By Doug Hoffman
In NORMI classes, we often show a 1997 ABC News video, The Air of Mystery, which was produced as the result of the 1994 CDC investigation of a Chicago, IL, incident that resulted in the death of five infants. The video serves as an example of how serious mycotoxins can be to certain segments of the population. We use it, of course, to educate our students on the importance of protecting themselves, their workers, and clients from the potential health effects of mold mycotoxins. The truth is you can’t be sure who might have a negative reaction to toxin produced by mold.
“The vulnerability of occupants to these toxins can be widely varied,” NORMI Senior Trainer Linda Eicher says. “Research has shown that about 25 percent of the population has a genetic pre-disposition to being overwhelmed with these exposures, even at relatively low levels.
“How is it that one person in a household is so profoundly affected while the rest of the occupants feel fine? It stands to reason that the factor of genetics could be playing a huge part in that question.”
The problem with mycotoxins
What is a mycotoxin? By definition, a mycotoxin is a “mold-poison.” Produced as a secondary metabolic (or byproduct) of the digestive process, mycotoxins can be airborne and, therefore, inhaled.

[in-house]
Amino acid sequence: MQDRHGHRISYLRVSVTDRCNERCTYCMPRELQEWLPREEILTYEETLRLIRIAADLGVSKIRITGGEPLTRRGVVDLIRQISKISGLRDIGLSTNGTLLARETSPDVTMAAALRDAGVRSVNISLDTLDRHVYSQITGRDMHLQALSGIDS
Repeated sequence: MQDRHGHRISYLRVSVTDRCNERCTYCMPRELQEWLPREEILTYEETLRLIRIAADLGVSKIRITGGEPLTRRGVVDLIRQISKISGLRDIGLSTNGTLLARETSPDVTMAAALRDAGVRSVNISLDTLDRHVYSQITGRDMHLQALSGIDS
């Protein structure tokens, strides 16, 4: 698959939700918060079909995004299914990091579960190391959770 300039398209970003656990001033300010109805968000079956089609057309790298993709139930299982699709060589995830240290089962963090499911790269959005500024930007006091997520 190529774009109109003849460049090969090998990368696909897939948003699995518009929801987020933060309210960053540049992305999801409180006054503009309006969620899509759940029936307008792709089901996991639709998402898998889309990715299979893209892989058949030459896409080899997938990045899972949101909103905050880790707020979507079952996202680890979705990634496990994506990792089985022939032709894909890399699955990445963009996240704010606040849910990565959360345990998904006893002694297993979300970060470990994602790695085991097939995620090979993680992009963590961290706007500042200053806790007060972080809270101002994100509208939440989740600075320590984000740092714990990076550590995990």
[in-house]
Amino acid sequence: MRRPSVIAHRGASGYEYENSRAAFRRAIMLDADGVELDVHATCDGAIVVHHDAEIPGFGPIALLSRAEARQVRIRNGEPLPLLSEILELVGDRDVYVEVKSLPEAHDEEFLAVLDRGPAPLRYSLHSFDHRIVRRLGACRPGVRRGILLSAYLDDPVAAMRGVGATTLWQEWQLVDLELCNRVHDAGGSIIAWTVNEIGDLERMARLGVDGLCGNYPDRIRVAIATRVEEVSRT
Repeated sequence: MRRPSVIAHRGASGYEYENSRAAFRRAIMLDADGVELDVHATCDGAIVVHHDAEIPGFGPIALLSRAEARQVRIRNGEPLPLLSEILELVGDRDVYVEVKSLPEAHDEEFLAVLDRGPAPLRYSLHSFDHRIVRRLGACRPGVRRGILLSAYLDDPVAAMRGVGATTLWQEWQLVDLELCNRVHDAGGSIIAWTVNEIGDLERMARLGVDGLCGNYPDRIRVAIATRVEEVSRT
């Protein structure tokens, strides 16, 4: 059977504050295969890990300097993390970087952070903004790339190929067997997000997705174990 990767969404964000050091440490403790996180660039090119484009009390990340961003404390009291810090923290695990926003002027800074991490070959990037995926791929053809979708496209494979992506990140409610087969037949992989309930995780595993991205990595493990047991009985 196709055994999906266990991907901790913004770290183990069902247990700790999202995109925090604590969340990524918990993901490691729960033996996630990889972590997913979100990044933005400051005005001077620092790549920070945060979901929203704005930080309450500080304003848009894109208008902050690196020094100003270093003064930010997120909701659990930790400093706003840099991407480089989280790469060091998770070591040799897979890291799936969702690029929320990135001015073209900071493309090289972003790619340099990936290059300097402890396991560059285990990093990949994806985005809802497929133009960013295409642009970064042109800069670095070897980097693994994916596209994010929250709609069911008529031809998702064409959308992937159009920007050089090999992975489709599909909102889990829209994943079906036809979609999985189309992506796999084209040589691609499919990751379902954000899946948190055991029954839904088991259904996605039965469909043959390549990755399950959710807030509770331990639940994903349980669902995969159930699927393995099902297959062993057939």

“Mycotoxins have varying toxigenic effects on humans and animals. Some can cause cancer, some suppress the immune system, and others can attack the liver and kidneys. Mycotoxins have also been linked to tremors and nervous system disorders,” Eicher explains.
The interesting thing about mycotoxins is they ride on the outside of the mold spore or even the hyphal fragments of mold. This means that, regardless of whether you see the mold growing, it can be producing mycotoxins. For those sensitive to environmental issues, cleaning the environment becomes crucial if you want to remove the spores that you can’t see. The cleaning process, which we call the NORMI Sanitization Protocol, must be detailed and exact.
In the case detailed in “The Air of Mystery,” it was the perfect storm. The infants with their developing immune systems were living in toxic environments with tons of VOCs, odors, and other gases. Because they were also living in second-hand smoke environments, their immune systems were taxed. With the introduction of Stachybotrys mycotoxins, their lungs could not properly develop, and they died. This serious consequence of mycotoxins, though rare, demonstrates that care must be taken to identify and remove mold from indoor environments.
Doug Hoffman is the CEO of NORMI, the National Organization of Remediators and Mold Inspectors. He can be reached via e-mail at firstname.lastname@example.org.